Saturday, August 29, 2015

Mocking me

One good thing about having my HBS Denise's City Cottage kit living on my dining table is I get to stare at it while I drink my morning cup of tea.
Side view of a taped-together modern dolls' house miniature kit, with a set of white french doors propped against the wall and a park bench next to them.
And get motivated to do more than just stare. This morning's cup of tea took quite a while to drink as I was taping together the kit bits
Rear view of a taped-together modern dolls' house miniature kit, with a cardboard wall and two small windows inserted.
 and cutting new wall templates out of cardboard
Front view of a taped-together modern dolls' house miniature kit, with a cardboard half-wall and two small rooms, one with a bed in it.
in order to see if my original plans would work, or if I needed to change direction before I start cutting more than bits of cardboard...


Friday, August 28, 2015

Finish it off Friday: a terrifying realisation

Pieces from a HBS modern dolls' house miniature Denise's City Cottage Kit on a table.
This morning, as I finally opened my HBS Denise's City Cottage kit, I realised that I. Have. Never. Built. A. Dolls'. House. Kit. In. My. Life.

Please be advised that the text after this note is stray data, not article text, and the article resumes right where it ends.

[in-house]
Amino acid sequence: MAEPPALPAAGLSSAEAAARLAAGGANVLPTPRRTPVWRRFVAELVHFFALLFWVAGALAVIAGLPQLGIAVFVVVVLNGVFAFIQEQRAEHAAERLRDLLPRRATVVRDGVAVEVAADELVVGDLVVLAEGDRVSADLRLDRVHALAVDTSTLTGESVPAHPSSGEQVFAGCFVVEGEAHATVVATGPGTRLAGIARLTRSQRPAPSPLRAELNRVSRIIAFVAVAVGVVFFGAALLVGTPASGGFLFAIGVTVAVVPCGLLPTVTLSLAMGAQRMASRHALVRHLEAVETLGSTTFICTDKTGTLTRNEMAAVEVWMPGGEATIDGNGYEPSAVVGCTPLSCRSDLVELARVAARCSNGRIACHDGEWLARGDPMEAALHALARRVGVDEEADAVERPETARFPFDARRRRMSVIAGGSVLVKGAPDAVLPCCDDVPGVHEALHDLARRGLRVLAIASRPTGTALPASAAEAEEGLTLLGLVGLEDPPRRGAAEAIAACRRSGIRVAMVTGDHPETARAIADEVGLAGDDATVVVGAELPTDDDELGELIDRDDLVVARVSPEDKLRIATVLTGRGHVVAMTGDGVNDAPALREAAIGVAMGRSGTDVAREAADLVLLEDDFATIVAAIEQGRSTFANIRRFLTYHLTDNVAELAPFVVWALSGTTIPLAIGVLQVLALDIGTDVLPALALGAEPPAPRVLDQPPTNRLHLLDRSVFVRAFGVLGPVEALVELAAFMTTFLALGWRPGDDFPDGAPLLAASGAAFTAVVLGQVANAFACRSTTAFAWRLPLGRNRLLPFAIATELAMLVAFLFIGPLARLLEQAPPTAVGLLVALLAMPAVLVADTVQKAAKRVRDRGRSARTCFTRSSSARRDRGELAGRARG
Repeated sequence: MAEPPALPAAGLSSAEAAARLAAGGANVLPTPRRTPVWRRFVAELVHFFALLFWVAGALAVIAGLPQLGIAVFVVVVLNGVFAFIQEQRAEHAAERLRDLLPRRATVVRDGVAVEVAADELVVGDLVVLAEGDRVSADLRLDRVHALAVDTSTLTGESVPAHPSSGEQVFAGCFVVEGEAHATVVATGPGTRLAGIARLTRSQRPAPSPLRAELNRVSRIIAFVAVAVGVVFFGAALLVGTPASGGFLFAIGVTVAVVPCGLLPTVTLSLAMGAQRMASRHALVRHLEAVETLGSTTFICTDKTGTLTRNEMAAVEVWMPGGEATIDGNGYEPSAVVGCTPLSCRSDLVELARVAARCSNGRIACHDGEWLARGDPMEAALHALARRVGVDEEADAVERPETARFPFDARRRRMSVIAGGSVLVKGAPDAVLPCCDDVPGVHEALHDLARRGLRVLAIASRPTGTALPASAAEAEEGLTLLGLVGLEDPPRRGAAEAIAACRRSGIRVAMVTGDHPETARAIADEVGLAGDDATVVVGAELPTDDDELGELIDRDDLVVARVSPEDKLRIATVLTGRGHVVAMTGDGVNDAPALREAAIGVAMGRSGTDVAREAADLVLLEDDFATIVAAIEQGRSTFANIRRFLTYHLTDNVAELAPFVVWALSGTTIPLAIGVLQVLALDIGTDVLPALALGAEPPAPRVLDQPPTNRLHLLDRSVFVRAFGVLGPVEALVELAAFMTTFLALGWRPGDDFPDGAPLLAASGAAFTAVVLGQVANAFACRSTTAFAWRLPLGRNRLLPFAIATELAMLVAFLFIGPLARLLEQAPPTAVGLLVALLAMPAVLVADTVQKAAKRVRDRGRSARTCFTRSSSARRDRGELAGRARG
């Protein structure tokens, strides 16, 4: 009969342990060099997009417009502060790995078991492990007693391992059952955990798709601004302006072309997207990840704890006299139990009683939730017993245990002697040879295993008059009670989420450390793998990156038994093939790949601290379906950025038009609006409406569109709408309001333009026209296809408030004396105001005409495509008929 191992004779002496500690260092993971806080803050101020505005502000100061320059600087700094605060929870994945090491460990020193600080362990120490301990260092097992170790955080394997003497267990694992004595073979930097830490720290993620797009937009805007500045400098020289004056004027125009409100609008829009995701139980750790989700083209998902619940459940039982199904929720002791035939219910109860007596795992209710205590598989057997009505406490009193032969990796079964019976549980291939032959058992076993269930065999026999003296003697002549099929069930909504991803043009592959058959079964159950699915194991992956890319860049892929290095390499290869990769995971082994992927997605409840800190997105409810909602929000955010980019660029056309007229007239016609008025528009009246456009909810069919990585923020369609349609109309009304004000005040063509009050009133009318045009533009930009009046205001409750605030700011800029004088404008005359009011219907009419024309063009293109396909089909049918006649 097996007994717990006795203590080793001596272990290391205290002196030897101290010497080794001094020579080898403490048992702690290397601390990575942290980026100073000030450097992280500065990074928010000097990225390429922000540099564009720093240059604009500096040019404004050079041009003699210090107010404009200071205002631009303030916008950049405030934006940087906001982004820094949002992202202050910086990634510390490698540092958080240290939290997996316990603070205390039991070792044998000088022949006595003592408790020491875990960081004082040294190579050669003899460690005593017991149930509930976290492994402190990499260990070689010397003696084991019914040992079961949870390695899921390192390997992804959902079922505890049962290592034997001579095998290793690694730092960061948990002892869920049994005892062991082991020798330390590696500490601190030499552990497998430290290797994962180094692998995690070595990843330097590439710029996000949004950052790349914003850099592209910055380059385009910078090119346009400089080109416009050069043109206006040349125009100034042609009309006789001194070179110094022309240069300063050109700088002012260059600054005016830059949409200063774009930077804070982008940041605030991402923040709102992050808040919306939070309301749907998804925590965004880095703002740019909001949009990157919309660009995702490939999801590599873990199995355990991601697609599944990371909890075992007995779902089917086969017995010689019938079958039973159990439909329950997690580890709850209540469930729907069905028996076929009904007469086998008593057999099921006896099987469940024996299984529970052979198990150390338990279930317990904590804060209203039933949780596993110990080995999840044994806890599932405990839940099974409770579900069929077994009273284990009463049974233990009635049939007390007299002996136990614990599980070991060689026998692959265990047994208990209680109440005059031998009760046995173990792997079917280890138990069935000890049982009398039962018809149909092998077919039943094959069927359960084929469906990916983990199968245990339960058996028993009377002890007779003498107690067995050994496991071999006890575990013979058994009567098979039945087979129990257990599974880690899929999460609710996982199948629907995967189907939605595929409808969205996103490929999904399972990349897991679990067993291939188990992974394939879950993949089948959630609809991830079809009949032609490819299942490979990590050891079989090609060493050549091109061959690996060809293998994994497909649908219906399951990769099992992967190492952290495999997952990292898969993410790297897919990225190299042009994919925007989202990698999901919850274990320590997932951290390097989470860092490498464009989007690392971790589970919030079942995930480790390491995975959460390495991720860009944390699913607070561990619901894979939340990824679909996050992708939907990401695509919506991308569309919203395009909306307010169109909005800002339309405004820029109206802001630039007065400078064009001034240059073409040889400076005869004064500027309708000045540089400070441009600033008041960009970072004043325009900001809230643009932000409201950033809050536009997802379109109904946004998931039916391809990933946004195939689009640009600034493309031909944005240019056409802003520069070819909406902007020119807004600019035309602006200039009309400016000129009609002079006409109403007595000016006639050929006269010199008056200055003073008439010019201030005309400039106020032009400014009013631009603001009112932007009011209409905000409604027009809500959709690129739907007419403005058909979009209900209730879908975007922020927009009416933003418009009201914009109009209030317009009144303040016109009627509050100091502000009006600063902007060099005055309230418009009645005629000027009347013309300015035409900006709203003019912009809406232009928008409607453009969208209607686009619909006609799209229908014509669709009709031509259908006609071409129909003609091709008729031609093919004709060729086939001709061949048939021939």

(The closest I've got was designing my bay villa, which I then paid someone else to build for me.)

After breathing deeply, I sorted the kit pieces out, checked the instructions, and then spent quite some time reading More Minis @ Blogspot's very detailed posts on putting the kit together.
Pieces from a HBS modern dolls' house miniature Denise's City Cottage Kit arranged neatly on a table.
Then I ran away to breakfast with a friend, who dropped past the hardware store with me afterwards so I could pick up some more undercoat (because my mini life seems to be a constant round of undercoating things at the moment).

I was very happy to spot this on the mistint trolley:
One litre tin of mistint paint, marked 50c, on a table in front of pieces of a dolls' house miniature kit.
That's the inside paint sorted, then...


Wednesday, August 26, 2015

Friday, August 21, 2015

Finish it off Friday: Fifteen minutes at a time...

At last weekend's ProBlogger training event, one of the things that stood out for me was hearing how the organiser had wanted to write an ebook, but felt he had no time. So he got up 15 minutes early each day and spent that time working on it. Three and a half months later, he was done.